Pavia is a city full of charm located on the banks of the Ticino, famous in Milan, mostly for the many interesting exhibitions that populate its cultural spaces every year. But its beauty is in every corner and building that populates its streets. There are numerous churches enclosed within the city of Pavia. and many of them hide works of high artistic and cultural value. First of all Santa Maria del Carmine, one of the most beautiful sites of Lombard gothic architecture, commissioned by Gian Galeazzo Visconti in the second half of the fourteenth century. To make an unmissable stop in the historic center are its frescoes and paintings but also the beautiful Romanesque facade.
San Pietro in Ciel D’Oro instead owes its name to the beautiful dome decorated in gold that makes the church one of the most important medieval religious monuments of Pavia. Also worthy of note is the Arca di Sant’Agostino in white Carrara marble from 1362. The Cathedral dominates a smaller square just behind Piazza Grande: specifically, the name is that of the Cathedral of Santo Stefano and Santa Maria Assunta, dating back to the 1488 but renovated several times over the years.
Finally, other places such as the Basilica of San Michele Maggiore hide architectural mysteries. In this case, for example, it is said that the building was designed specifically to direct the beams of light towards the apse area that probably saw the coronations take place in its time.
Finally, the main square, Piazza della Vittoria, offers an interesting glimpse of the fourteenth and fifteenth century palaces. Among these stands Palazzo Broletto, born as a bishop’s seat and then passed to a place for the city assemblies, prison and much more, until becoming today a place for tourists and for the exhibition of contemporary exhibitions.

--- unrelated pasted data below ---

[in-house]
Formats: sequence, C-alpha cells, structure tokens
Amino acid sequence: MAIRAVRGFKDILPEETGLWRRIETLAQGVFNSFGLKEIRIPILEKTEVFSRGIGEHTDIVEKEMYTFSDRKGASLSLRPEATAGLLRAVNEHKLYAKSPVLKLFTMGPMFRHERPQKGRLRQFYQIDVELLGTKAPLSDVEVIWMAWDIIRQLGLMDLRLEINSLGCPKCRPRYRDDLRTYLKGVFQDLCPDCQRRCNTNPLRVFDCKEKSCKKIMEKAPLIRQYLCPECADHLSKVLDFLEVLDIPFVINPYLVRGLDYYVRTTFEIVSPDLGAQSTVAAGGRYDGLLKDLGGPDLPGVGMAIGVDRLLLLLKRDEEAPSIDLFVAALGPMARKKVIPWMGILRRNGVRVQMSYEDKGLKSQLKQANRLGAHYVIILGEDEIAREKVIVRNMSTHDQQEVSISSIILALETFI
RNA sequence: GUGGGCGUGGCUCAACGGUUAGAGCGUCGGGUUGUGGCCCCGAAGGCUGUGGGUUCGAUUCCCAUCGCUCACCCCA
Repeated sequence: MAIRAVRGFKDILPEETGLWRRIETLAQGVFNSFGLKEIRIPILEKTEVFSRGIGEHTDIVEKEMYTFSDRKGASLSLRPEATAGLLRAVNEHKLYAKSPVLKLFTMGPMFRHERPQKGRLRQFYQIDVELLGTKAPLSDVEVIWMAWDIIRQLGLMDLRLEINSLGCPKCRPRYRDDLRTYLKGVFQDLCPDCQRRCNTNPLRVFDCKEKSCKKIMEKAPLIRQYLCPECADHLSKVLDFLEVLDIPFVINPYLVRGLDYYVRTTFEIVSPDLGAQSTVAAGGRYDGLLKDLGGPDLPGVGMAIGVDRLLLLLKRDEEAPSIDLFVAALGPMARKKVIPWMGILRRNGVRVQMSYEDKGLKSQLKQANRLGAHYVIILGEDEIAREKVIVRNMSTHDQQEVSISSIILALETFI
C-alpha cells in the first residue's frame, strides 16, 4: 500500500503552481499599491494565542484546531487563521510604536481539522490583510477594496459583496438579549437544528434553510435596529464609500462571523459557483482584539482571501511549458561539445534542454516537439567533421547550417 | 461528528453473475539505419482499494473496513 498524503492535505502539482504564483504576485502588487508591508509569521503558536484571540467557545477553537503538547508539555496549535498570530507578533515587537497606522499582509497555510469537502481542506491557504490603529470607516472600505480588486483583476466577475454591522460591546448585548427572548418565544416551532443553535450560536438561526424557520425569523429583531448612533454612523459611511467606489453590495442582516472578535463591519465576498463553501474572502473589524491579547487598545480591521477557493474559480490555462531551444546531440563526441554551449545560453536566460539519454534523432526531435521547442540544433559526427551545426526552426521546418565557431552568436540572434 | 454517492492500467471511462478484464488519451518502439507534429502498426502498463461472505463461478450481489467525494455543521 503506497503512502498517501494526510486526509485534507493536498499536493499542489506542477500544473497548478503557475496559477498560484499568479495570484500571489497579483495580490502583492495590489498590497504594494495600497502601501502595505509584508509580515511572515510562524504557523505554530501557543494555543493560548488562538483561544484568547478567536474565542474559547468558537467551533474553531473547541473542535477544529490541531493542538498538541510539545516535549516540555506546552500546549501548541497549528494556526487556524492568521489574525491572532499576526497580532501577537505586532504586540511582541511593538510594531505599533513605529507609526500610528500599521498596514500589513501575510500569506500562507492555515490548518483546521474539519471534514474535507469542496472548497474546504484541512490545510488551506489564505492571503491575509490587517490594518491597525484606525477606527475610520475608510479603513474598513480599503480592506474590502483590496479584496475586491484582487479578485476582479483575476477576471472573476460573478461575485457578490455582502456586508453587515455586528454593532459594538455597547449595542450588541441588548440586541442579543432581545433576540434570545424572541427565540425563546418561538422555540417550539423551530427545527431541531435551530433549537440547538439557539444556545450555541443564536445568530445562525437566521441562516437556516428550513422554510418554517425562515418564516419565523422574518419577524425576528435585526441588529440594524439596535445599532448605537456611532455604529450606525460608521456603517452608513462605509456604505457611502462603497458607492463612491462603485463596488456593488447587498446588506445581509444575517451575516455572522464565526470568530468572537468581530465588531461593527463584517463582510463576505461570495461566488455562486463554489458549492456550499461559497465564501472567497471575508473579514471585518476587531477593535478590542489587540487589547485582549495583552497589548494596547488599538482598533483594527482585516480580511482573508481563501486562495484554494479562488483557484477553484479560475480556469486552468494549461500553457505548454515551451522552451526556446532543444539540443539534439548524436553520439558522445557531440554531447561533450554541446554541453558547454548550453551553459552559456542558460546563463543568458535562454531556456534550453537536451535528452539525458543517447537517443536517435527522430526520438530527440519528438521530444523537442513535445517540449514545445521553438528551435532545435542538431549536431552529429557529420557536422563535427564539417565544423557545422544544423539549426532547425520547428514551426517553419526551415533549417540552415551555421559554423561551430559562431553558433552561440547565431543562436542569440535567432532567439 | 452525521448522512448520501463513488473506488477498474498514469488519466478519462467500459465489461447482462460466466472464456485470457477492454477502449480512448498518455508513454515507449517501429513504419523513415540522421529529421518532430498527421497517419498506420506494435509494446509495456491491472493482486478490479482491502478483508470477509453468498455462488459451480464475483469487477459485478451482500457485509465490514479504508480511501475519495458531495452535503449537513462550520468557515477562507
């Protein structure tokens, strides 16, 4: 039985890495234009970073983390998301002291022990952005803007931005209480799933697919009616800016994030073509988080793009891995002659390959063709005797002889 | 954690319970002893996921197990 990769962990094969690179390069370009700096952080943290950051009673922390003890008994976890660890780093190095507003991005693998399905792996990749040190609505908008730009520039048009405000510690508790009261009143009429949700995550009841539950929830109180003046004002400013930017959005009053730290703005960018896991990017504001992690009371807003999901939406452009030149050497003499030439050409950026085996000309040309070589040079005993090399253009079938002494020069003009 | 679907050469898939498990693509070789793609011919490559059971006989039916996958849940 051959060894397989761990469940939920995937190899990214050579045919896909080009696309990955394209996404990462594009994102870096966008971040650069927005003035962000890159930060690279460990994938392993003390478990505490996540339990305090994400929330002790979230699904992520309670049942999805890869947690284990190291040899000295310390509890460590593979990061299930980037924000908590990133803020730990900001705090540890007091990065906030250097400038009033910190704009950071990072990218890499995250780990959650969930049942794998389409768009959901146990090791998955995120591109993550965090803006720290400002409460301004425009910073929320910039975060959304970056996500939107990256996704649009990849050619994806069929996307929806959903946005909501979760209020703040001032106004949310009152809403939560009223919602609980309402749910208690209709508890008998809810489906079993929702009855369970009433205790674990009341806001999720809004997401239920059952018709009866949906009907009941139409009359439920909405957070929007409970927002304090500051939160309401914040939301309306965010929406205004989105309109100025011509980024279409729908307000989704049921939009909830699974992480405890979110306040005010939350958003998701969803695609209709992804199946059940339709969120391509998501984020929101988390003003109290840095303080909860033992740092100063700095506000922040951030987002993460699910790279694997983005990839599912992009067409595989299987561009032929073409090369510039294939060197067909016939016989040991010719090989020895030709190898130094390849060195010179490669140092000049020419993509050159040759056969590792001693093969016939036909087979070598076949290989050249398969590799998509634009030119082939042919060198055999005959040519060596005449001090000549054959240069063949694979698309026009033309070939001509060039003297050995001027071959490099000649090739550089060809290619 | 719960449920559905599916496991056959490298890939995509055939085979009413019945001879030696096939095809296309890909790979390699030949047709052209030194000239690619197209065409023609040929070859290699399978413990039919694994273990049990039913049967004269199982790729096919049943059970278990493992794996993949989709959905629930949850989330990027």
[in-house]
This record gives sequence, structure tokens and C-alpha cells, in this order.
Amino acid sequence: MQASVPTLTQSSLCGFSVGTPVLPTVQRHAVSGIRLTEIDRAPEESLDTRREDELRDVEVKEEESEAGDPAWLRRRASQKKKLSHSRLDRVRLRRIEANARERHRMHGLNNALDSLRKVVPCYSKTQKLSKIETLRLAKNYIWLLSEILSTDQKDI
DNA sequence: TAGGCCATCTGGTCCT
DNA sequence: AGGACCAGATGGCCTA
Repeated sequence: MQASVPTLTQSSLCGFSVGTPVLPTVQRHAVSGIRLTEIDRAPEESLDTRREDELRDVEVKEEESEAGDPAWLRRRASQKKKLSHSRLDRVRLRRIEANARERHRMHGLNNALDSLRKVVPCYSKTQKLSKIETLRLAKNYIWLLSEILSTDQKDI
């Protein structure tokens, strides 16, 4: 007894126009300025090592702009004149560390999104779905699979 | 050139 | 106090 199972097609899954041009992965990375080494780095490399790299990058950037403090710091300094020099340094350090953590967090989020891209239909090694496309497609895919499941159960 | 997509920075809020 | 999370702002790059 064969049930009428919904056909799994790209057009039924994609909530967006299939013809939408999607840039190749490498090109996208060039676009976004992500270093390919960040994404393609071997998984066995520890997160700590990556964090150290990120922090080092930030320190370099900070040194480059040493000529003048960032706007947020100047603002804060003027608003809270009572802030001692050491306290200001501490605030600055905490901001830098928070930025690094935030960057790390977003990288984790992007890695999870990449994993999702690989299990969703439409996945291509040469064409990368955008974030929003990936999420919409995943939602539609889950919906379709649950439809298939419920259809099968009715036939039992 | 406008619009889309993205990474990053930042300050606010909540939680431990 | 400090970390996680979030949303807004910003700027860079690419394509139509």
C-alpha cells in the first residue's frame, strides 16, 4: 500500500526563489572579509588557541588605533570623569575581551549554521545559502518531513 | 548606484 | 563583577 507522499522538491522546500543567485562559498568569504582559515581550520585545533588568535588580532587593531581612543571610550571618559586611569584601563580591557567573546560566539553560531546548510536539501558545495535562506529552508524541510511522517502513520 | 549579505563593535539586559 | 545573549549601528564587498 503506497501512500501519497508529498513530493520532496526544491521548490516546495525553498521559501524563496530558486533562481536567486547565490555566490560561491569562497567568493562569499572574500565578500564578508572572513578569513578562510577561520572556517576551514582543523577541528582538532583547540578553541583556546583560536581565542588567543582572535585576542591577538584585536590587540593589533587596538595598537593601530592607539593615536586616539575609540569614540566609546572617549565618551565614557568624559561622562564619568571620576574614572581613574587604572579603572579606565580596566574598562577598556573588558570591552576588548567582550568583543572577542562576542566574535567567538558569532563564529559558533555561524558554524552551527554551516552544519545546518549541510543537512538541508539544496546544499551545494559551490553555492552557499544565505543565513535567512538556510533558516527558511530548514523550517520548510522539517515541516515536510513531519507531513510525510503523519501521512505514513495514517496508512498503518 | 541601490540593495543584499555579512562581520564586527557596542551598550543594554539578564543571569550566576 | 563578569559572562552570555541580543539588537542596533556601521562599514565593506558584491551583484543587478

Like every city, even Pavia keeps its medieval soul alive thanks to the beautiful Visconti castle, the seat of the Civic Museums. Built in 1360 by the Visconti dynasty, it can be visited during the opening hours of the museums by ticket, while for the garden, the arcade and the arcade the visit is free. Its halls house the archaeological museum, the art gallery and an area on modern sculpture. Other signs of past eras are those left by medieval towers. Pavia was also known as the “city of a hundred towers”: in the past there were about 78 used as defense, but also as a symbol of rivalry between historical families. To date, the most important are those present in the center near the University of Pavia.
Last place that remembers distant epochs and that today is one of the symbols of the city of Pavia is the covered bridge, which crosses the Ticino and that connects the old town with Borgo Ticino, full of colorful houses. The bridge, as the name suggests, is entirely covered and consists of five arches, with a small chapel in the middle. Near the bridge there is the house where for a time he stayed at Ugo Foscolo, which today can not be visited because it is a private residence; externally, however, a plaque is visible in his memory.